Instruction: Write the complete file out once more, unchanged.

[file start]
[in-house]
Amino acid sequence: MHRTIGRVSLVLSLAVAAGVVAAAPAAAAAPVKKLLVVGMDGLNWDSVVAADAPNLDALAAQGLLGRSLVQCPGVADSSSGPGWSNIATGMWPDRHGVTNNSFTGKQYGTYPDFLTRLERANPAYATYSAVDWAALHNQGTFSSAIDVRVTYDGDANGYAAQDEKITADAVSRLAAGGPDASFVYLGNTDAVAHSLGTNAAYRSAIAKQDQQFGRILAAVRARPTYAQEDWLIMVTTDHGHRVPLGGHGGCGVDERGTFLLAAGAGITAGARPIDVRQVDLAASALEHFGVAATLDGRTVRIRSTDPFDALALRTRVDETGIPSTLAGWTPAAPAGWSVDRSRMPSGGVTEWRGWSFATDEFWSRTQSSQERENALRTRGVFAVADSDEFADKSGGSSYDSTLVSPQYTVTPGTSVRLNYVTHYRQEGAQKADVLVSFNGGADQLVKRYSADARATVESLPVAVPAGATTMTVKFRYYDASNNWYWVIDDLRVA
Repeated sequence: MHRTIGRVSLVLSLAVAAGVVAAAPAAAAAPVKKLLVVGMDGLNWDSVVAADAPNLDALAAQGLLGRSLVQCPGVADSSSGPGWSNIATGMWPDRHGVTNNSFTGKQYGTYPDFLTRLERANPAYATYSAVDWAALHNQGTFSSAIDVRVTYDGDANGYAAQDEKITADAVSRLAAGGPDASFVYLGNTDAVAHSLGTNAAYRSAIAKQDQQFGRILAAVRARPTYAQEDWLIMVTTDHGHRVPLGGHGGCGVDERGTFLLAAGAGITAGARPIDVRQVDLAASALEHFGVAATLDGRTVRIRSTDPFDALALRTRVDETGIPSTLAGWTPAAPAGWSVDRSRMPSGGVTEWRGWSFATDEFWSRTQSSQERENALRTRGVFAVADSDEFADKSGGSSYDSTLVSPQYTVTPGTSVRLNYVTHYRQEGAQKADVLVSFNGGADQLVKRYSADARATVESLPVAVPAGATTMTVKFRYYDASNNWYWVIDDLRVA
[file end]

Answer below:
[in-house]
Amino acid sequence: MHRTIGRVSLVLSLAVAAGVVAAAPAAAAAPVKKLLVVGMDGLNWDSVVAADAPNLDALAAQGLLGRSLVQCPGVADSSSGPGWSNIATGMWPDRHGVTNNSFTGKQYGTYPDFLTRLERANPAYATYSAVDWAALHNQGTFSSAIDVRVTYDGDANGYAAQDEKITADAVSRLAAGGPDASFVYLGNTDAVAHSLGTNAAYRSAIAKQDQQFGRILAAVRARPTYAQEDWLIMVTTDHGHRVPLGGHGGCGVDERGTFLLAAGAGITAGARPIDVRQVDLAASALEHFGVAATLDGRTVRIRSTDPFDALALRTRVDETGIPSTLAGWTPAAPAGWSVDRSRMPSGGVTEWRGWSFATDEFWSRTQSSQERENALRTRGVFAVADSDEFADKSGGSSYDSTLVSPQYTVTPGTSVRLNYVTHYRQEGAQKADVLVSFNGGADQLVKRYSADARATVESLPVAVPAGATTMTVKFRYYDASNNWYWVIDDLRVA
Repeated sequence: MHRTIGRVSLVLSLAVAAGVVAAAPAAAAAPVKKLLVVGMDGLNWDSVVAADAPNLDALAAQGLLGRSLVQCPGVADSSSGPGWSNIATGMWPDRHGVTNNSFTGKQYGTYPDFLTRLERANPAYATYSAVDWAALHNQGTFSSAIDVRVTYDGDANGYAAQDEKITADAVSRLAAGGPDASFVYLGNTDAVAHSLGTNAAYRSAIAKQDQQFGRILAAVRARPTYAQEDWLIMVTTDHGHRVPLGGHGGCGVDERGTFLLAAGAGITAGARPIDVRQVDLAASALEHFGVAATLDGRTVRIRSTDPFDALALRTRVDETGIPSTLAGWTPAAPAGWSVDRSRMPSGGVTEWRGWSFATDEFWSRTQSSQERENALRTRGVFAVADSDEFADKSGGSSYDSTLVSPQYTVTPGTSVRLNYVTHYRQEGAQKADVLVSFNGGADQLVKRYSADARATVESLPVAVPAGATTMTVKFRYYDASNNWYWVIDDLRVA